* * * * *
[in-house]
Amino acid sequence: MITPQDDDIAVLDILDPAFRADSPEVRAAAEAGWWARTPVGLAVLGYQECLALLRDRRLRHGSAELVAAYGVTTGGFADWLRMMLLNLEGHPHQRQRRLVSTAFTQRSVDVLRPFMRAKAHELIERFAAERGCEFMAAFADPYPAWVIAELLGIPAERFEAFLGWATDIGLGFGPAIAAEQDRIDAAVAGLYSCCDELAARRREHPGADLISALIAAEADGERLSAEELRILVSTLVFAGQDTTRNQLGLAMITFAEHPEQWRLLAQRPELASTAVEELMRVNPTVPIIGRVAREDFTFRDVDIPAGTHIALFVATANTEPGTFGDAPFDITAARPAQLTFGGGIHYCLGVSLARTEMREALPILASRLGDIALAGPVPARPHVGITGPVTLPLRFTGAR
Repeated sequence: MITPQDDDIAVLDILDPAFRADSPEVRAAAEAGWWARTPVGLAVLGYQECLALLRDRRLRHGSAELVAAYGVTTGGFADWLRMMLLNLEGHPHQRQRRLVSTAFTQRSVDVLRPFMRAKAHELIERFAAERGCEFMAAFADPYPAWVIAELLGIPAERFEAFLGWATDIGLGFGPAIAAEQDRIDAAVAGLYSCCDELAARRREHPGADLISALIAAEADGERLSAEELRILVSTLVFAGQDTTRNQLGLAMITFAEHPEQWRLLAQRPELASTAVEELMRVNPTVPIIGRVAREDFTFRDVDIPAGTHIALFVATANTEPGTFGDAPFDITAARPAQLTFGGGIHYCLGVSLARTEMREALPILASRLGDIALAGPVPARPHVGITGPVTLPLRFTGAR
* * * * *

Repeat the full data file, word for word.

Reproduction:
[in-house]
Amino acid sequence: MITPQDDDIAVLDILDPAFRADSPEVRAAAEAGWWARTPVGLAVLGYQECLALLRDRRLRHGSAELVAAYGVTTGGFADWLRMMLLNLEGHPHQRQRRLVSTAFTQRSVDVLRPFMRAKAHELIERFAAERGCEFMAAFADPYPAWVIAELLGIPAERFEAFLGWATDIGLGFGPAIAAEQDRIDAAVAGLYSCCDELAARRREHPGADLISALIAAEADGERLSAEELRILVSTLVFAGQDTTRNQLGLAMITFAEHPEQWRLLAQRPELASTAVEELMRVNPTVPIIGRVAREDFTFRDVDIPAGTHIALFVATANTEPGTFGDAPFDITAARPAQLTFGGGIHYCLGVSLARTEMREALPILASRLGDIALAGPVPARPHVGITGPVTLPLRFTGAR
Repeated sequence: MITPQDDDIAVLDILDPAFRADSPEVRAAAEAGWWARTPVGLAVLGYQECLALLRDRRLRHGSAELVAAYGVTTGGFADWLRMMLLNLEGHPHQRQRRLVSTAFTQRSVDVLRPFMRAKAHELIERFAAERGCEFMAAFADPYPAWVIAELLGIPAERFEAFLGWATDIGLGFGPAIAAEQDRIDAAVAGLYSCCDELAARRREHPGADLISALIAAEADGERLSAEELRILVSTLVFAGQDTTRNQLGLAMITFAEHPEQWRLLAQRPELASTAVEELMRVNPTVPIIGRVAREDFTFRDVDIPAGTHIALFVATANTEPGTFGDAPFDITAARPAQLTFGGGIHYCLGVSLARTEMREALPILASRLGDIALAGPVPARPHVGITGPVTLPLRFTGAR